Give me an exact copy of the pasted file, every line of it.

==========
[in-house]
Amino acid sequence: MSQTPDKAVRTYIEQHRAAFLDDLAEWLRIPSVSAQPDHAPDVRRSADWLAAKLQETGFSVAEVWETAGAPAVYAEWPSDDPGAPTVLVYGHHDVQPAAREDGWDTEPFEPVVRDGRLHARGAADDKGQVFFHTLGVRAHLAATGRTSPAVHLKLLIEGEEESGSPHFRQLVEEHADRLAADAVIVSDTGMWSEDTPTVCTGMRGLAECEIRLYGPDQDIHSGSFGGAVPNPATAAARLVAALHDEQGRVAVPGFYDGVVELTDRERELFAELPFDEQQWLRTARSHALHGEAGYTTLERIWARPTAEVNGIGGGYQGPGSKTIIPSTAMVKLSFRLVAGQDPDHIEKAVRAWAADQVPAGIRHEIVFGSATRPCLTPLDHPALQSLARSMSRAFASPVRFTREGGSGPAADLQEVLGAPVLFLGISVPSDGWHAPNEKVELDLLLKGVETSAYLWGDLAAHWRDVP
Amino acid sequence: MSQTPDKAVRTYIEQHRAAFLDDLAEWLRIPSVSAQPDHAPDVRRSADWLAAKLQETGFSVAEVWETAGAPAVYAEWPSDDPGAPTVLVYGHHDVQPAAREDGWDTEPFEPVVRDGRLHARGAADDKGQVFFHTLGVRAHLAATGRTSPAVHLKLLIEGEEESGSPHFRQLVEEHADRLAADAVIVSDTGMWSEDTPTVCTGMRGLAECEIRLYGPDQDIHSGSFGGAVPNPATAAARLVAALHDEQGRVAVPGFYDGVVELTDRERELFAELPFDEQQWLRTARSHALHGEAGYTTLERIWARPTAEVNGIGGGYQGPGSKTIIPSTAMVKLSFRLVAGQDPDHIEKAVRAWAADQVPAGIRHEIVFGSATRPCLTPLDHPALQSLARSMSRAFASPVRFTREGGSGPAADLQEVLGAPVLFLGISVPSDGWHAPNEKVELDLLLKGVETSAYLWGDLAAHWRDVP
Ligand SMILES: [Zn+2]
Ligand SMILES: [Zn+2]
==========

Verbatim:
[in-house]
Amino acid sequence: MSQTPDKAVRTYIEQHRAAFLDDLAEWLRIPSVSAQPDHAPDVRRSADWLAAKLQETGFSVAEVWETAGAPAVYAEWPSDDPGAPTVLVYGHHDVQPAAREDGWDTEPFEPVVRDGRLHARGAADDKGQVFFHTLGVRAHLAATGRTSPAVHLKLLIEGEEESGSPHFRQLVEEHADRLAADAVIVSDTGMWSEDTPTVCTGMRGLAECEIRLYGPDQDIHSGSFGGAVPNPATAAARLVAALHDEQGRVAVPGFYDGVVELTDRERELFAELPFDEQQWLRTARSHALHGEAGYTTLERIWARPTAEVNGIGGGYQGPGSKTIIPSTAMVKLSFRLVAGQDPDHIEKAVRAWAADQVPAGIRHEIVFGSATRPCLTPLDHPALQSLARSMSRAFASPVRFTREGGSGPAADLQEVLGAPVLFLGISVPSDGWHAPNEKVELDLLLKGVETSAYLWGDLAAHWRDVP
Amino acid sequence: MSQTPDKAVRTYIEQHRAAFLDDLAEWLRIPSVSAQPDHAPDVRRSADWLAAKLQETGFSVAEVWETAGAPAVYAEWPSDDPGAPTVLVYGHHDVQPAAREDGWDTEPFEPVVRDGRLHARGAADDKGQVFFHTLGVRAHLAATGRTSPAVHLKLLIEGEEESGSPHFRQLVEEHADRLAADAVIVSDTGMWSEDTPTVCTGMRGLAECEIRLYGPDQDIHSGSFGGAVPNPATAAARLVAALHDEQGRVAVPGFYDGVVELTDRERELFAELPFDEQQWLRTARSHALHGEAGYTTLERIWARPTAEVNGIGGGYQGPGSKTIIPSTAMVKLSFRLVAGQDPDHIEKAVRAWAADQVPAGIRHEIVFGSATRPCLTPLDHPALQSLARSMSRAFASPVRFTREGGSGPAADLQEVLGAPVLFLGISVPSDGWHAPNEKVELDLLLKGVETSAYLWGDLAAHWRDVP
Ligand SMILES: [Zn+2]
Ligand SMILES: [Zn+2]